Diving is a traditional sport. It has been part of the Olympic Program since 1904 and a world championship competition since 1973. Our International Divers Day is taking place since 1956 and in the course of all those decades, a lot has changed in the world of diving.
Springboards have become more flexible due to a change from wood to aluminium alloy and they allow dives with a much higher difficulty than a couple of years ago. New disciplines like the synchronised or mixed synchronised competition have been added, difficulties have been altered and rules have been changed, e.g. point deductions for diving too close to the board. In platform diving, where the highest platform is still 10m high, dives are becoming more and more difficult. Those who want to belong to the best in the world have to show a four and a half somersault to be up there with their competitors.
Changes can also be seen in the outfits worn in competitions. During more conservative times, the rulebook stated guidelines that make us smile today: “The swimming costume may not have a décolleté deeper than 11, 5 cm from the top of the sternum and may not be cut deeper than 5 cm underneath the armpits. The front part of the crotch may not be thinner than 5 cm but can come up around the upper thigh. The highest point may not be further away from the hipbone than 10 cm. These measurements are guidelines and aim to avoid inappropriate clothing.”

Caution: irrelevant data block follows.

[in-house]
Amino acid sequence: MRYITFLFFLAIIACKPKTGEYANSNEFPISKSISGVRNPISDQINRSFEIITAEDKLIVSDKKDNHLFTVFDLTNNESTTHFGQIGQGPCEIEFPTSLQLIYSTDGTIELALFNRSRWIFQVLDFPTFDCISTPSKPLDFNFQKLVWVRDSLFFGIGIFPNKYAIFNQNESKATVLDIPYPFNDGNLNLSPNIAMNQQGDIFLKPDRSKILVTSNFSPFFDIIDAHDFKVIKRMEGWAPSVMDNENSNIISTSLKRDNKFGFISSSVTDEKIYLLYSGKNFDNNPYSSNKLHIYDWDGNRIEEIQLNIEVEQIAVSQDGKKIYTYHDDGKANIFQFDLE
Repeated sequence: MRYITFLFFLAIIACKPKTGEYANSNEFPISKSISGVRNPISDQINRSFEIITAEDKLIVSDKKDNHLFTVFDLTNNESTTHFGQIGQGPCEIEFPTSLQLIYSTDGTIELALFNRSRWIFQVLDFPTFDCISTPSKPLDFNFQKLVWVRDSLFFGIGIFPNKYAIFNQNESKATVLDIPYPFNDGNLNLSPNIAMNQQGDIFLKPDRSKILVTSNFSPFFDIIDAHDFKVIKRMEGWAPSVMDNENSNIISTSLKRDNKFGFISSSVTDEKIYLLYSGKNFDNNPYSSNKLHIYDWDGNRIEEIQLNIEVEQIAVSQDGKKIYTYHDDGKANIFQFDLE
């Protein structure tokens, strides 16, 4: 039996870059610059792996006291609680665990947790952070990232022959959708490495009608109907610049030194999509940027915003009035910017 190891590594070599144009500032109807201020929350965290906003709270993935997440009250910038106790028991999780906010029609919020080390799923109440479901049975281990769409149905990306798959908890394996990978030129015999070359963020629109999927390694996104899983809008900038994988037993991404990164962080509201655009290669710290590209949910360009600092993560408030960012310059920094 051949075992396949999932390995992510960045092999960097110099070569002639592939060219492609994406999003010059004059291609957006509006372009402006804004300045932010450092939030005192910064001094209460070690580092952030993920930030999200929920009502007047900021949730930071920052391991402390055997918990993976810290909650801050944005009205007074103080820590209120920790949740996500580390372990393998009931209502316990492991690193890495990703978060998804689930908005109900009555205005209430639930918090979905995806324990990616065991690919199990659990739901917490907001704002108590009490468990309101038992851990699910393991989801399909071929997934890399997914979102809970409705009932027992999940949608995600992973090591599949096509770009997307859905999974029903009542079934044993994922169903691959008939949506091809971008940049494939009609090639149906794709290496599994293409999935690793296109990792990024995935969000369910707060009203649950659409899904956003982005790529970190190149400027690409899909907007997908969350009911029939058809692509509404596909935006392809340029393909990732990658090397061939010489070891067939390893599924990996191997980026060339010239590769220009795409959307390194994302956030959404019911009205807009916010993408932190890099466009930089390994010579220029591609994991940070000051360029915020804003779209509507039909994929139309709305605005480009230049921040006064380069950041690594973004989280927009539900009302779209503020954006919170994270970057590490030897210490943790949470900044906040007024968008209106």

Since 1991, rules like these cannot be found in the DSV rulebook anymore. FINA, however, determines which brands athletes may wear during competitions. Their list is adapted on a yearly basis and a very close look is being paid to advertising on sportswear. To ensure that athletes don’t become a walking advertising pillar, there are strict rules about the size and position of logos
While a swimming costume underlines the aesthetic side of a dive, it can’t distract from mistakes – no matter how comfortable the athlete feels in it. Changing into a different costume during the competition is a big no go despite their being options like two-pieces, though. After all, there would be yet another set of rules to abide by, e.g. logos can only be on one piece of clothing etc..
During synchronised competitions, both athletes wear the same outfit. For mixed competitions, suppliers offer swimming costumes and trunks made from the same fabric. It is up to the diving partners to harmonise and convince the referees with their performance, though, because their outfits are not to be considered when it’s time to judge each dive.
That said, first and last impressions count: So if you’re stepping onto the springboard or platform dressed for the occasion, giving off a positive vibe and you manage to dive into the water without any splashes – you’ve got more than just two things going for you.